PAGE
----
Birthday: December 7, 1784
Died At Age: 57
Sun Sign: Sagittarius
Born in: Dalswinton, Scotland
Famous as: Poet, Author
Spouse/Ex-: Jean Walker
siblings: James Cunningham, Peter Miller Cunningham, Thomas Mounsey Cunningham
children: Alexander Cunningham, Francis Cunningham, Joseph Davey Cunningham, Peter Cunningham
Died on: October 30, 1842
place of death: London
Allan Cunningham didn’t have access to great education unlike many of his other contemporaries yet he authored some of the finest works of Scottish literature. Though most of Allan’s books were written in the early years of the 19th Century, the author’s works continue to impress readers even till date. Even while working to support his living expenses, Allan utilized his leisure time in reading and understanding other great works of Scottish literature, mainly ballads. Cunningham’s work had impressed some of the best Scottish writers of his time such as James Hogg. Even the critics of the modern times can’t stop singing praises of the man’s writing skills. One famous writer of his times was quoted saying “M. Allan Cunningham once again demonstrates he is one of the bravest and most talented novelists today. His prose sings with a rare kind of poetry, even as the story sweeps you along with its dark mystery and heart-breaking tension”.
Childhood & Early Life
Allan was born on December 7, 1784 at a small village called Dalswinton, located to the south of Scotland. His father stayed next to the residence of Robert Burns, who is considered to be the national poet of Scotland. Allan and his brother James were close friends of the renowned Scottish poet and novelist, James Hogg.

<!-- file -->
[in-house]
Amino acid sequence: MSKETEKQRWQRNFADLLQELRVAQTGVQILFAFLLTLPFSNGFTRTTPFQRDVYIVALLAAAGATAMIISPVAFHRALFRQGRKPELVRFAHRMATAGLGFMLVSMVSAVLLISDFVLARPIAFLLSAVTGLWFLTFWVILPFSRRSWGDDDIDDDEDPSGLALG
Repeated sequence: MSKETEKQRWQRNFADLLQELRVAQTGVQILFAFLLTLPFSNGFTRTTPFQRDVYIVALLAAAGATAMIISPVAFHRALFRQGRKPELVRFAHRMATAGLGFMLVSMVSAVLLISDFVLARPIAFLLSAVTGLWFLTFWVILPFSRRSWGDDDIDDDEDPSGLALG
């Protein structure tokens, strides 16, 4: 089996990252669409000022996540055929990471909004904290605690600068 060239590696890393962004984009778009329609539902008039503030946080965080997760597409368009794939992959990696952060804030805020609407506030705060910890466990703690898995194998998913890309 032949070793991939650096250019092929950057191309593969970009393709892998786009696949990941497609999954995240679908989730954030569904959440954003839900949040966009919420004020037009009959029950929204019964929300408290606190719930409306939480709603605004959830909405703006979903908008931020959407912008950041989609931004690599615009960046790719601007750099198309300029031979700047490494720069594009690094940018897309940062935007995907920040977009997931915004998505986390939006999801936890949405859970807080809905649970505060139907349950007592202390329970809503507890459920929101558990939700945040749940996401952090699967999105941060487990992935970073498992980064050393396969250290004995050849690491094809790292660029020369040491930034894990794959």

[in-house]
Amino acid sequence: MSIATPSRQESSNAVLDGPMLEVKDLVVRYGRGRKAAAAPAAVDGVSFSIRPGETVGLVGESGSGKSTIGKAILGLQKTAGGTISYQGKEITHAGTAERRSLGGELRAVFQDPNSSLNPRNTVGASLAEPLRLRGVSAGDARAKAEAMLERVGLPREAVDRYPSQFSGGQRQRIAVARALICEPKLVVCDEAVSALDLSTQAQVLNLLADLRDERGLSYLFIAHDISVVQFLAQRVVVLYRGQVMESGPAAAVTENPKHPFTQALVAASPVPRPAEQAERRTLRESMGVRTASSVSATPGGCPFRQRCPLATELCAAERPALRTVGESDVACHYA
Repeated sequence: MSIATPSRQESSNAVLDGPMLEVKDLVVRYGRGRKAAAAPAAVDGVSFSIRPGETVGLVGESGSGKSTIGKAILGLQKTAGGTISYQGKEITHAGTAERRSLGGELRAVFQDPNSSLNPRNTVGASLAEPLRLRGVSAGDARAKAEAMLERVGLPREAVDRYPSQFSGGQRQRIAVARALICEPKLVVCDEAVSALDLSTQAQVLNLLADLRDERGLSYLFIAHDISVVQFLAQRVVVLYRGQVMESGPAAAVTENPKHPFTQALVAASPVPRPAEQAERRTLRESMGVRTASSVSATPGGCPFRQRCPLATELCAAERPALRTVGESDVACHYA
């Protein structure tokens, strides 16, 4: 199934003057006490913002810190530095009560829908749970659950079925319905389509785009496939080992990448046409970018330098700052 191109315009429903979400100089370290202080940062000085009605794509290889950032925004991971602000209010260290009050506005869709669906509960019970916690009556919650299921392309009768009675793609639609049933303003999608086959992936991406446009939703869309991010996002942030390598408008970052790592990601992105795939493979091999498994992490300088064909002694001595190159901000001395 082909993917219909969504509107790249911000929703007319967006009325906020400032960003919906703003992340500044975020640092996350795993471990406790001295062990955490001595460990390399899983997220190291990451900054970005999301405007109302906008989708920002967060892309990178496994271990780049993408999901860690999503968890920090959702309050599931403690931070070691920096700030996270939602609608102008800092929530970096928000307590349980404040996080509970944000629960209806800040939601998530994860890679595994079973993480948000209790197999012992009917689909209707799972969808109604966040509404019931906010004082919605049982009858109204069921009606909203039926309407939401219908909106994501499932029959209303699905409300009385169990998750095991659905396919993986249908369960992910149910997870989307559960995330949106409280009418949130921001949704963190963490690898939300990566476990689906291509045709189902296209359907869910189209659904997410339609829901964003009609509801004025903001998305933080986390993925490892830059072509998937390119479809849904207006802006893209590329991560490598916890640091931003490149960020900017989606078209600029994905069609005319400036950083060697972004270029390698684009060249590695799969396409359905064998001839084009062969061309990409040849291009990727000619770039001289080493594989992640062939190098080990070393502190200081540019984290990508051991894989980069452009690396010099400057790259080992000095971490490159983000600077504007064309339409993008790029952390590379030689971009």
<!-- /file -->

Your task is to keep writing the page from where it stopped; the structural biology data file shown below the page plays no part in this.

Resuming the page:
Allan became an apprentice to a stonemason at a young age. Allan focussed on his literary interests during his leisure time.
Allan’s abilities were first noticed in 1809 when he sent few of his own poems and a collection of Scottish ballads to then noted Editor Robert Hartley Cromek. Allan’s work grabbed the attention of the famous Scottish writer Walter Scott.
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Allan moved to London in 1810, where he worked as a journalist and parliamentary reporter for the next four years.
After his tenure as a journalist, Allan started working in the studio of portrait sculptor Sir Francis Chantrey as a clerk. He continued working with Sir Chantrey till the latter passed away in 1841.
Even while working as a clerk, Allan published many literary works. Notable among these were ‘Traditional Tales of the English and Scottish Peasantry’ and ‘The Songs of Scotland, Ancient and Modern’.
During the period 1829 to 1833, Allan published 6 volumes of ‘The Lives of the Most Eminent British Painters, Sculptors, and Architects’ which went on to become one of his notable works.
Allan paid tribute to the noted Scottish writer Robert Burns by editing a book based on the latter’s literary works. This book titled ‘The Works of Robert Burns’ was released in 1834, with a preface inserted at the start. The preface was more like a biography of Robert Burns which Allan had penned himself.
Other than writing novels, Allan also penned famous plays such as ‘Sir Marmaduke Maxwell’ and ‘The King of The Peak’. Allan’s second play dealt with the life of Sir George Vernon and his daughter’s controversial life. Vernon’s daughter Dorothy’s elopement was the main highlight of the play.
Personal Life & Legacy
Cunningham had two older brothers other than James. While his brother Peter Miller Cunningham was a naval surgeon, Thomas Mounsey Cunningham went on to become a poet, just like Allan.
Cunningham tied the knot with his servant Jean Walker. The couple became parents to 6 children, five sons and a daughter. Some of his kids even inherited the writing skills of their father.
He died on 30 October 1842, in London, at the age of 57.
Though Allan is considered to be one of the greatest names of Scottish literature, his works were also known for not being as ‘classy’ as a true ballad. However, the rhythm of his poems was well appreciated, and earned him fame.